Unlike Sale, whose fastball velocity declined in 2016 (perhaps because he made more of a conscious effort to pitch to contact but perhaps because he simply wasn’t throwing as hard), Quintana averaged a career-high 92.0 mph with his fastball. There are no signs that he is due to regress. And Buster’s right: In what looks like a weak AL Central aside from the Indians in the coming years, the White Sox might be contenders sooner than most rebuilding jobs, especially if they can dig into the lucrative free-agent market that will arrive after the 2018 season.

Anyway, Quintana remains a valuable trade chip, and deals will be discussed. Let’s see if we can find one that might work.

Houston Astros: This is the team everybody mentions as a potential trade partner. The Astros have improved their lineup, and adding Quintana alongside Dallas Keuchel, Collin McHugh and a healthy Lance McCullers would make for a nice rotation. Any deal would have to start with Francis Martes, Houston’s top prospect and one of the top pitching prospects in the minors. He pitched in Double-A last season, so he isn’t far away.

Four teams that could have been fits (Blue Jays, Yankees, Astros, Rockies) all turned elsewhere. So the theme I heard most from executives and agents is this: Encarnacion should stop counting money he never had, take a short or creative deal with a team like Cleveland or Texas, and then try this again next winter, with no qualifying offer attached.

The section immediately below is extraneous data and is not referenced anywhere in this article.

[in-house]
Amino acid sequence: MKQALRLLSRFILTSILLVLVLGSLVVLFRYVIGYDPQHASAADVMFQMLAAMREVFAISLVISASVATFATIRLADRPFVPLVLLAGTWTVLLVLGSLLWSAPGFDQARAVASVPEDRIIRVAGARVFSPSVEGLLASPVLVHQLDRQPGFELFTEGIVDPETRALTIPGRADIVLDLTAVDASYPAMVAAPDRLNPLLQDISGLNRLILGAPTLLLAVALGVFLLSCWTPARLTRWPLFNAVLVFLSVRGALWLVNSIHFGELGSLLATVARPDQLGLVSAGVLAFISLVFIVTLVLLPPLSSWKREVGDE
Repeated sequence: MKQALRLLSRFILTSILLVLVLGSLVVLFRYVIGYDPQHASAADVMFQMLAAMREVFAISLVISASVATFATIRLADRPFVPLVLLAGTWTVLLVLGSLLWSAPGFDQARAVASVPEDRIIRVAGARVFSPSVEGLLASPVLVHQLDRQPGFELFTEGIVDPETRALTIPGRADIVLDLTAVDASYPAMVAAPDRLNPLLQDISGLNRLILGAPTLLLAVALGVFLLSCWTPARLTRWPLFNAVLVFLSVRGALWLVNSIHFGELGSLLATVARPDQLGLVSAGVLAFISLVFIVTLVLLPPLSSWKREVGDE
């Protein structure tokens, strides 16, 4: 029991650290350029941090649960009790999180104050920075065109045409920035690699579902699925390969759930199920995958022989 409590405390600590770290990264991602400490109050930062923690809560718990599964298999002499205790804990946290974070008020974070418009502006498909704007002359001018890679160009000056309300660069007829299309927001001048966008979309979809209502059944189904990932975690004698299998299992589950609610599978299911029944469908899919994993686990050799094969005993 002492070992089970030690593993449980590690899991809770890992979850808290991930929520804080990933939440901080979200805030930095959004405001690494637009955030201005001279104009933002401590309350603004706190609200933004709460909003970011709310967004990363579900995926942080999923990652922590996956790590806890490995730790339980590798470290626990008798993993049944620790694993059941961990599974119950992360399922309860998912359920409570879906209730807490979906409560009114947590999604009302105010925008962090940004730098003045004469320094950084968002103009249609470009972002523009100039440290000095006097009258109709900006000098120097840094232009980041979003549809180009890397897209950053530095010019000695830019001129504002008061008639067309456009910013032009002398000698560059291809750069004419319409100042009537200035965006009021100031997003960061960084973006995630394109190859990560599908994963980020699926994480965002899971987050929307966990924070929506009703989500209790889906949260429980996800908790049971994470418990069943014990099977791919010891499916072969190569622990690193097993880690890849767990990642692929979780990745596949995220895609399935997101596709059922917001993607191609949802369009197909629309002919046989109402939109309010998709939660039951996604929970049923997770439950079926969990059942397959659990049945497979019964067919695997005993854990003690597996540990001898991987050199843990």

The Pirates and Nationals got so far down the line on a deal to send McCutchen to Washington — for a package that would have been extremely close to what the Nationals offered for both Chris Sale and Adam Eaton — that some of the Pirates’ delegation thought it was on the verge of happening. But once the Nationals decided they preferred Eaton and pivoted away, the Pirates had a whole different sort of challenge on their hands.

By which we mean … damage control.